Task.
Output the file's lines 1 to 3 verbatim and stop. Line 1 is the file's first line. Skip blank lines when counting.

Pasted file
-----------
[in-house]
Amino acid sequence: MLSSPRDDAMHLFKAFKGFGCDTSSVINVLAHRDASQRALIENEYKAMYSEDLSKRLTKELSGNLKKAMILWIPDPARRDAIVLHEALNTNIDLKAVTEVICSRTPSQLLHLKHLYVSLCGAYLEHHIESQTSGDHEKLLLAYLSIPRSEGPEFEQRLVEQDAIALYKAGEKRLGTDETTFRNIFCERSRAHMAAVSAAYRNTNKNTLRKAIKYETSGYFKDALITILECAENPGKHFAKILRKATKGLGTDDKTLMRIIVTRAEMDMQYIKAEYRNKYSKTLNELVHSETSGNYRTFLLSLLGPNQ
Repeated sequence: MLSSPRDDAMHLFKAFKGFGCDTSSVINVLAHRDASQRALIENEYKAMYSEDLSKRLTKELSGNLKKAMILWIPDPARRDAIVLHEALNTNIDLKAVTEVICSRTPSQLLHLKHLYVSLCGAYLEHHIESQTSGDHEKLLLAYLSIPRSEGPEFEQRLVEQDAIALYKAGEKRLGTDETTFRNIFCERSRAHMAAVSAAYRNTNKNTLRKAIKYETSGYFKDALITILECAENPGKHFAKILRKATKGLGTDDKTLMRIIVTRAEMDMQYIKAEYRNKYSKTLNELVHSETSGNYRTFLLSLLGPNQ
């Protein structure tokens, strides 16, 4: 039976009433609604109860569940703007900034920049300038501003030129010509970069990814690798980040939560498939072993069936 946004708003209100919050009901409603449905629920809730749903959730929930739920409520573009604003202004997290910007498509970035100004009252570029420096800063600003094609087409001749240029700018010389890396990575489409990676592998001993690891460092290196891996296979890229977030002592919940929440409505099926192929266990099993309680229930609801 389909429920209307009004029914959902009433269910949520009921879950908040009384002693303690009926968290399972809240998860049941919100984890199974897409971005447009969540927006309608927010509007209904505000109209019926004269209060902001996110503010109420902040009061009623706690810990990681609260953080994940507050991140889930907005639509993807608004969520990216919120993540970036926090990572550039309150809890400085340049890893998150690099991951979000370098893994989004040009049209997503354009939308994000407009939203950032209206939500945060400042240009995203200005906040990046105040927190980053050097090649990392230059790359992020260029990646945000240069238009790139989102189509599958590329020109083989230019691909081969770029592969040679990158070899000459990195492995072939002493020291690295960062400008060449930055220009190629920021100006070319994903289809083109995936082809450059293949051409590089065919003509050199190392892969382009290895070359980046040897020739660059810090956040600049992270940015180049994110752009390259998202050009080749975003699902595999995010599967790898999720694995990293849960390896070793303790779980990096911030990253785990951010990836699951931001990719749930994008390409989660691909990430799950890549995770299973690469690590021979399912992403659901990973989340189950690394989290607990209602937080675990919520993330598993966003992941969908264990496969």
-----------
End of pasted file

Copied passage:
[in-house]
Amino acid sequence: MLSSPRDDAMHLFKAFKGFGCDTSSVINVLAHRDASQRALIENEYKAMYSEDLSKRLTKELSGNLKKAMILWIPDPARRDAIVLHEALNTNIDLKAVTEVICSRTPSQLLHLKHLYVSLCGAYLEHHIESQTSGDHEKLLLAYLSIPRSEGPEFEQRLVEQDAIALYKAGEKRLGTDETTFRNIFCERSRAHMAAVSAAYRNTNKNTLRKAIKYETSGYFKDALITILECAENPGKHFAKILRKATKGLGTDDKTLMRIIVTRAEMDMQYIKAEYRNKYSKTLNELVHSETSGNYRTFLLSLLGPNQ
Repeated sequence: MLSSPRDDAMHLFKAFKGFGCDTSSVINVLAHRDASQRALIENEYKAMYSEDLSKRLTKELSGNLKKAMILWIPDPARRDAIVLHEALNTNIDLKAVTEVICSRTPSQLLHLKHLYVSLCGAYLEHHIESQTSGDHEKLLLAYLSIPRSEGPEFEQRLVEQDAIALYKAGEKRLGTDETTFRNIFCERSRAHMAAVSAAYRNTNKNTLRKAIKYETSGYFKDALITILECAENPGKHFAKILRKATKGLGTDDKTLMRIIVTRAEMDMQYIKAEYRNKYSKTLNELVHSETSGNYRTFLLSLLGPNQ